In 1970, the Egyptians constructed the Aswan Dam in southern Egypt to provide water for irrigation, to generate electricity and to control the floodwaters of the Nile. The original Aswan Dam was an embankment dam situated across the Nile River in Aswan, first built by the British in 1902. In the 1960s, President Gamal Abdel Nasser began building the high dam. Nasser's dream was to transform the old-fashioned agricultural economy of Egypt into a modern industrial society. It required electricity. Thus the power plant at the dam.

No longer does the Nile overflow its banks the way it did annually before. The Aswan Dam controls the flow of water, and no longer are the fertile areas along the Nile the source of natural nutrients flowing out of Africa. All that silt has been accumulating in the Aswan Dam since 1970. And it's filling up with silt and already choking the flow of water into Egypt through the Nile.

In other words, Egypt already has a big water problem. That water problem has already greatly diminished the fishing industry in Egypt because the water no longer carries those natural nutrients it picked up in Africa along the way.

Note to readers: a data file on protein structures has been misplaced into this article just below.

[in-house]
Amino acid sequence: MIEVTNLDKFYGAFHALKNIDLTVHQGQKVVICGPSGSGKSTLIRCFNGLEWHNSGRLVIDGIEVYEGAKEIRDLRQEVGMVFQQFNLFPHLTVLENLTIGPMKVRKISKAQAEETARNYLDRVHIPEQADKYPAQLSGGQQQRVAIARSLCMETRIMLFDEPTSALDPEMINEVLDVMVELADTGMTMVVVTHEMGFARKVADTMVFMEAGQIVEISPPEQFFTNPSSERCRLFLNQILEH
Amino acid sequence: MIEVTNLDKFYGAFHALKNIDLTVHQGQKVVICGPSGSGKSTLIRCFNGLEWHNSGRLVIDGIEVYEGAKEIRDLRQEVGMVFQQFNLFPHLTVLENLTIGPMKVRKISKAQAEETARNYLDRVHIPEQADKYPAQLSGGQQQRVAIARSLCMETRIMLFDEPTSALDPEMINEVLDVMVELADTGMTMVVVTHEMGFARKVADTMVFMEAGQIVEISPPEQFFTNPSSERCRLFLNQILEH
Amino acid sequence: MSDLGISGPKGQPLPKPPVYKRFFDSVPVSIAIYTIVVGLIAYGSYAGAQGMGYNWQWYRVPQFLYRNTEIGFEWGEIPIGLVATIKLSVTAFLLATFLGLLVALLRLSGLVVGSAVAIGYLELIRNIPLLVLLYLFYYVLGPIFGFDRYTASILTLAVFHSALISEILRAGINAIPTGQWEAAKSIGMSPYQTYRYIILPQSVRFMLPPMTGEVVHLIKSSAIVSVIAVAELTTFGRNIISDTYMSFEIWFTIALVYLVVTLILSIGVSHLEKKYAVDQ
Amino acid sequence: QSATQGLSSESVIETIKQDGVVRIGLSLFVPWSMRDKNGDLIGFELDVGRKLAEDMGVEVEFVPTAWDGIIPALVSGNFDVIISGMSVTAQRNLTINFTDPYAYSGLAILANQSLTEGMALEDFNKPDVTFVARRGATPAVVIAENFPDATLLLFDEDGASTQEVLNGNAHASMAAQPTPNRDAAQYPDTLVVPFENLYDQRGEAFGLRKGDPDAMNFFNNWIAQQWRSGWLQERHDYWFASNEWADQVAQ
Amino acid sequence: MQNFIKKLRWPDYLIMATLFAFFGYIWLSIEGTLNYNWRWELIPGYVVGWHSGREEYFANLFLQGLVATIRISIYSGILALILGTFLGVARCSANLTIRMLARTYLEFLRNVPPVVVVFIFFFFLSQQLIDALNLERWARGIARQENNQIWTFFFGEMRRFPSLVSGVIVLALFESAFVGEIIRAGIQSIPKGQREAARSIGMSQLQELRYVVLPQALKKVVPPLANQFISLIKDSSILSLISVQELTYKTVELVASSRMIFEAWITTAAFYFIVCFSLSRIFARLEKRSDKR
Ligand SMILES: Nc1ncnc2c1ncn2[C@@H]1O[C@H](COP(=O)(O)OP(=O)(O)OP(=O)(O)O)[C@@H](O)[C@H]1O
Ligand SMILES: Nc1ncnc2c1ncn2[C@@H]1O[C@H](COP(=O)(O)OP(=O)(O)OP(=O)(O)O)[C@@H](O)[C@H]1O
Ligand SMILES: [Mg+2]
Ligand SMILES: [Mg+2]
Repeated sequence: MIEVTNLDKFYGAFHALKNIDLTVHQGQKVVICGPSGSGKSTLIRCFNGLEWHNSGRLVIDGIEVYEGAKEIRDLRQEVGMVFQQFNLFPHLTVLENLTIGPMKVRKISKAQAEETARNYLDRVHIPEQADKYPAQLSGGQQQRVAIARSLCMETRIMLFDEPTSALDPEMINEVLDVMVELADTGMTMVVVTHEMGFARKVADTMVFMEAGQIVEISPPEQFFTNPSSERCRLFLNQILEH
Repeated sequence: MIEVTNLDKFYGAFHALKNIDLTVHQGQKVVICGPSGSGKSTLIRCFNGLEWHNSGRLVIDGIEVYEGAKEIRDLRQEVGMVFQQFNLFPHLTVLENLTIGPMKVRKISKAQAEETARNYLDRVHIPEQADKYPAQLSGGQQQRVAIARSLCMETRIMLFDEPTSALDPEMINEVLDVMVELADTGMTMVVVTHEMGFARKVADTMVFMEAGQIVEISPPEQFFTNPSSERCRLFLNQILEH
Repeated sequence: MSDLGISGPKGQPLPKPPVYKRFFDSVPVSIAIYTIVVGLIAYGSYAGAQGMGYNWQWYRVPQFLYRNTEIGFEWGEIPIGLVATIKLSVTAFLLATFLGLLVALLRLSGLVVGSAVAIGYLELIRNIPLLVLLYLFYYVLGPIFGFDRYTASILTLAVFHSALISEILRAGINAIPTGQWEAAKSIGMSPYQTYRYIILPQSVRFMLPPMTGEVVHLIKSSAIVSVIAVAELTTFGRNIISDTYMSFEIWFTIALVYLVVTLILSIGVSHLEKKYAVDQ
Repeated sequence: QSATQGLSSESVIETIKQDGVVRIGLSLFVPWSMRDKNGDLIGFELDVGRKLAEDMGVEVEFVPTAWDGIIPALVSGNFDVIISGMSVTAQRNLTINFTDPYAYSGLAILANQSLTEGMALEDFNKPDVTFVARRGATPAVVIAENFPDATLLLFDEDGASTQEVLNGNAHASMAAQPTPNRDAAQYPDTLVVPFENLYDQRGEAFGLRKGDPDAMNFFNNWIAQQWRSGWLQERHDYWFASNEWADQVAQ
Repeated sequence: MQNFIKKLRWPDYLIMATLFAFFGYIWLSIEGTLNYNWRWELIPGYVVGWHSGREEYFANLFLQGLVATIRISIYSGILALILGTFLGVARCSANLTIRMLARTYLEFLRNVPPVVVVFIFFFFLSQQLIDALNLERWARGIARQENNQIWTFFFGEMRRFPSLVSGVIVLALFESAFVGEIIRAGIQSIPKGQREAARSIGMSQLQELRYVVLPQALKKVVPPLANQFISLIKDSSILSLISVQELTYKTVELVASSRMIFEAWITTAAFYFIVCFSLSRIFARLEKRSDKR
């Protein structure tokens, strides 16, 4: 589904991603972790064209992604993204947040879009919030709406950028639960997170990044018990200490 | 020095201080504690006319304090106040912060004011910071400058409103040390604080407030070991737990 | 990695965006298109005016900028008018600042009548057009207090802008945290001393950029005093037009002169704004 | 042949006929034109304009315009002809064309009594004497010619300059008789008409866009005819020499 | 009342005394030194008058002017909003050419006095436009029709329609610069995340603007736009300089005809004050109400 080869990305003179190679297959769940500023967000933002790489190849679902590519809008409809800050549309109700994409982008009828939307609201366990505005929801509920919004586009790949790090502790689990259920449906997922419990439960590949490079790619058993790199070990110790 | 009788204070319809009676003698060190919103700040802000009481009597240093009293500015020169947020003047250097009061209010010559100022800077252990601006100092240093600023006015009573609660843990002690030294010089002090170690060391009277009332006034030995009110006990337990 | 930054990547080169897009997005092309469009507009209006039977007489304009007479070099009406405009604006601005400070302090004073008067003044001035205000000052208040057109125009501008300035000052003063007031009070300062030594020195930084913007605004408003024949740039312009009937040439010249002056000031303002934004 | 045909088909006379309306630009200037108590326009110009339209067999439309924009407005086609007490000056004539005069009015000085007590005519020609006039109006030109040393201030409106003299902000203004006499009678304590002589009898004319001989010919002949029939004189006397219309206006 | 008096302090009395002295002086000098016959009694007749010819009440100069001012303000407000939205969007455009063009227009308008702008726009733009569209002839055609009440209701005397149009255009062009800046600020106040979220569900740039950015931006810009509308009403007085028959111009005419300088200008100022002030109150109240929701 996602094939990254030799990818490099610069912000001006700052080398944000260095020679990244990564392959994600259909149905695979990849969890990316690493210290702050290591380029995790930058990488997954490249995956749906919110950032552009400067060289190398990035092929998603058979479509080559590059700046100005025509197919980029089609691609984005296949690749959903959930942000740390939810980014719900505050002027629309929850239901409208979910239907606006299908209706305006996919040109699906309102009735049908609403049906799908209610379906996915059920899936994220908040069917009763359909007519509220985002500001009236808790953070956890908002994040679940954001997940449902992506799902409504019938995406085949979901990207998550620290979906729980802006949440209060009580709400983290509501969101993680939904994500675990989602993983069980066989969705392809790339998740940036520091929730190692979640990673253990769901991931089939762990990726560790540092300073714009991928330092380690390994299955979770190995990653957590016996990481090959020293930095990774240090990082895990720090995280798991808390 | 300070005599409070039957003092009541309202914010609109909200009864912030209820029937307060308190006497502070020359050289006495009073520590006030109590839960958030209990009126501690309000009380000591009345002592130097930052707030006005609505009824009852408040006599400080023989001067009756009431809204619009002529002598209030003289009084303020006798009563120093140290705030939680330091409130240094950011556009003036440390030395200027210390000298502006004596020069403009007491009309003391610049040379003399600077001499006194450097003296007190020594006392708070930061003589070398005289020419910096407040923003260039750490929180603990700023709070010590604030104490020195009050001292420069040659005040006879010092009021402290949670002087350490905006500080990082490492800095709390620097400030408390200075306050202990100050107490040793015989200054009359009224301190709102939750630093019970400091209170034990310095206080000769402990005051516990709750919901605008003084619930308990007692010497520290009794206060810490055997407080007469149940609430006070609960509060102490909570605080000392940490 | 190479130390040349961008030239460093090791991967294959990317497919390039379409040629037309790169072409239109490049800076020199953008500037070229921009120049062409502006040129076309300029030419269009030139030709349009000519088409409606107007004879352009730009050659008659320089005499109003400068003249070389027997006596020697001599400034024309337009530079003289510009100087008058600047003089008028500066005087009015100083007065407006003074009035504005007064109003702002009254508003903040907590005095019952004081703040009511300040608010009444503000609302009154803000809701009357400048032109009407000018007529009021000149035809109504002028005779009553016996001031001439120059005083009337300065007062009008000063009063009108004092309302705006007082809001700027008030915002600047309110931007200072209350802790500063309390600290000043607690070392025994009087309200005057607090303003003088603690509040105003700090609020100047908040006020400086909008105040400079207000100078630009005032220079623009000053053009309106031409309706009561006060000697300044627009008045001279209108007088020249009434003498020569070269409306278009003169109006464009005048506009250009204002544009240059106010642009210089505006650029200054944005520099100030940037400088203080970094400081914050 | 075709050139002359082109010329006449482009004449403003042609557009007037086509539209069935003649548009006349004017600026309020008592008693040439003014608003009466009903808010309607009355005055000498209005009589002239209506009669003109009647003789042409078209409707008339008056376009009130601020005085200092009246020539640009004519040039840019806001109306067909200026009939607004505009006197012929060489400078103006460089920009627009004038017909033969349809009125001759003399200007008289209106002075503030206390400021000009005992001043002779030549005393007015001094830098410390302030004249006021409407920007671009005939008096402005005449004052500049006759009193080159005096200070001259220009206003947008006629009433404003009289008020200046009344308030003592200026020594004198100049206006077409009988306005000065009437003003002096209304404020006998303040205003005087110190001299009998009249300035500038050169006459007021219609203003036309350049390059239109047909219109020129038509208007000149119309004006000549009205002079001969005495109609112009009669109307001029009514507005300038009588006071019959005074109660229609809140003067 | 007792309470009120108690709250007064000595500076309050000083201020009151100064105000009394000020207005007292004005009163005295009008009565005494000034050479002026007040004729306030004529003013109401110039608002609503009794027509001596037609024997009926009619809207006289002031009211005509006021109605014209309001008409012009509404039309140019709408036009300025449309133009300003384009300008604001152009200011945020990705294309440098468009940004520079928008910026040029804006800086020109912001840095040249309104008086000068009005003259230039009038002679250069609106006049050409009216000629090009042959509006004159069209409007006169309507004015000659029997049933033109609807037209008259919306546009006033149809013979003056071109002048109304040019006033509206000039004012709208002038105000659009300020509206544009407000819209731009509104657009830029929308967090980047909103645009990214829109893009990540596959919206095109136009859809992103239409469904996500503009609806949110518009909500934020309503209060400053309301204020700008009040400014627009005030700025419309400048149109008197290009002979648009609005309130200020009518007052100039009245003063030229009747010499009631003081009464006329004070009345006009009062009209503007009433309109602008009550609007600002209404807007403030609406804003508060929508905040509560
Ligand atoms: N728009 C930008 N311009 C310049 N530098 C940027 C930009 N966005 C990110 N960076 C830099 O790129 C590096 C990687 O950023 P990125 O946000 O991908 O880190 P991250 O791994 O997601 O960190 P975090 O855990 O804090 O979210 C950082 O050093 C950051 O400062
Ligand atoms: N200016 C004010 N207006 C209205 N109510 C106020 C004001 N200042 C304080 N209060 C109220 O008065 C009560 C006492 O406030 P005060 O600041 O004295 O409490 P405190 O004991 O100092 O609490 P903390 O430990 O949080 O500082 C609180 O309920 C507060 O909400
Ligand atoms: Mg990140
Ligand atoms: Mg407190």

But as Egyptians have figured out, it could get a lot worse with the building of the dam in Ethiopia.

All of this may sound very familiar to Bible prophecy students. The parallels between what's happening in Egypt right now and what is predicted for Egypt in Isaiah 19 and Ezekiel 29 are stunning.

Isaiah 19 first predicts what seems to be a civil war in Egypt. After that comes the drying up of the Nile River.

Ezekiel 29 says Egypt will become "desolate and waste" from "the tower of Syene unto the border of Ethiopia." What is Syene? It's another name for Aswan — where the Nile enters Egypt through the Aswan Dam.

Keep your eyes on Egypt. The confluence of prophecy and current events seems to be taking place before our eyes. Is anyone paying attention?

To find out more about Joseph Farah and read features by other Creators Syndicate writers and cartoonists, visit the Creators Syndicate Web page at